The dissenters cited uneasiness with stopgap funding measures on principle. They disapproved of House Speaker Kevin McCarthy’s proposal because it keeps the government funded at current levels that represent agreements approved during the last Congress when Democrats were in control.
“The American people didn’t give us the majority to continue Nancy Pelosi’s bloated spending levels or advance the Left’s radical policies that are destroying our nation,” said Clyde.
Credit: Natrice Miller/AJC
Credit: Natrice Miller/AJC
The last ditch effort to avoid a shutdown happened abruptly. McCarthy, R-Calif., announced the introduction of a “clean” bill Saturday morning and called for an immediate vote. This sudden turnabout by the speaker, who for weeks had taken actions to appease the hard-line conservatives in his caucus, troubled Democrats.
Democratic leaders used a filibuster and other legislative means to stall the vote for a couple of hours to give members and staff time to read the bill, and that’s not even counting the fire alarm incident that drew rebukes to Rep. Jamaal Bowman, D-N.Y. Bowman said he inadvertently tripped the alarm and was not trying to disrupt the proceedings.
Although a crisis was averted, the government could now face another shutdown right before the Thanksgiving holiday. A planned two-week U.S. House recess set to begin today was canceled so that more appropriations bills could be brought to the floor, a request of McCarthy critics.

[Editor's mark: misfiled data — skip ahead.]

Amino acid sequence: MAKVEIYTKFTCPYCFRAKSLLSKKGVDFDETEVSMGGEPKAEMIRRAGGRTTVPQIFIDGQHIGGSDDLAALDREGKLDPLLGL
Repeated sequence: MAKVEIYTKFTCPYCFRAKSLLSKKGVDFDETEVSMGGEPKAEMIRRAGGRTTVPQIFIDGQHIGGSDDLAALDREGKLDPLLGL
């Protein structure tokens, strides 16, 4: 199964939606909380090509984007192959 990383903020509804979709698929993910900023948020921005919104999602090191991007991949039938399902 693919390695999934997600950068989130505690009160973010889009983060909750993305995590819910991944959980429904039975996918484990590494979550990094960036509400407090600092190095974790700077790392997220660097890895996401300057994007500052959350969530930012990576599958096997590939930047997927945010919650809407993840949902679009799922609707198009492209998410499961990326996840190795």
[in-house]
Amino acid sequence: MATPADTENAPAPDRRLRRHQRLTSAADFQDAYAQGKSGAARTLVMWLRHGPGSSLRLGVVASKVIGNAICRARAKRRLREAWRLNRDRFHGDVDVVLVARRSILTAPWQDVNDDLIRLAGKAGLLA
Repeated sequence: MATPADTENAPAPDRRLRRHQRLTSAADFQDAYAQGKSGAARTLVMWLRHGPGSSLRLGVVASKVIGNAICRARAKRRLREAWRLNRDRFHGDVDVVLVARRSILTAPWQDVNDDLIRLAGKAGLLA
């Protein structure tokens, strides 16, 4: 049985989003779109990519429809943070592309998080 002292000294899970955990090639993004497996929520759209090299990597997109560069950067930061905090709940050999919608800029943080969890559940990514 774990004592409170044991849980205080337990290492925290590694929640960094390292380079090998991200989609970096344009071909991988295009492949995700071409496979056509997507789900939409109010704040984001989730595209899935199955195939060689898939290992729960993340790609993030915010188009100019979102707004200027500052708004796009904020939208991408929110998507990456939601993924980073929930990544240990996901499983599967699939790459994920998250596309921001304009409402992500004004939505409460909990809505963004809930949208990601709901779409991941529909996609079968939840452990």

MCCARTHY’S GAETZ PROBLEM. House Speaker Kevin McCarthy’s decision to back a government shutdown-averting funding bill that Democrats embraced puts his speakership at risk.
Florida U.S. Rep. Matt Gaetz said on CNN Sunday that he will bring a motion to the floor this week to remove McCarthy as speaker. Formally, it’s called a “motion to vacate,” and the House could vote to oust McCarthy as early as this evening.
Gaetz’s efforts won’t succeed unless Democrats back the effort to remove McCarthy. The overwhelming majority of Republicans support McCarthy and are not only lining up to defend the speaker but are also seeking to neutralize Gaetz. Those strategies could include an attempt to expel Gaetz from the House.
In a social media post, former House Speaker Newt Gingrich warned expulsion is too high a bar. The Georgian, who resigned as speaker in 1998 after rank-and-file members turned on him, said there are other ways to take the Florida lawmaker’s power away.
“Expulsion from the House requires a two thirds vote,” Gingrich wrote. “However expelling him from the House Republican Conference and eliminating all his committee assignments and all resources other than those an individual member is entitled to would be a rational response to his suicidal efforts to cripple the House GOP.”
99 YEARS YOUNG. Former President Jimmy Carter celebrated his 99th birthday privately at home with family. Elsewhere on Sunday, others honored the longest living president in a more public manner.
- In Carter’s hometown of Plains, hundreds of well-wishers gathered in front of the local high school to sing “Happy Birthday.” A video of the celebration, along with a signed birthday banner, will be given to Carter.
- In Atlanta, 99 immigrants from 45 countries became American citizens in a special ceremony at the Jimmy Carter Presidential Library. Those visitors along with others were invited to eat birthday cake, sign a birthday card and participate in other activities, including painting and trivia games.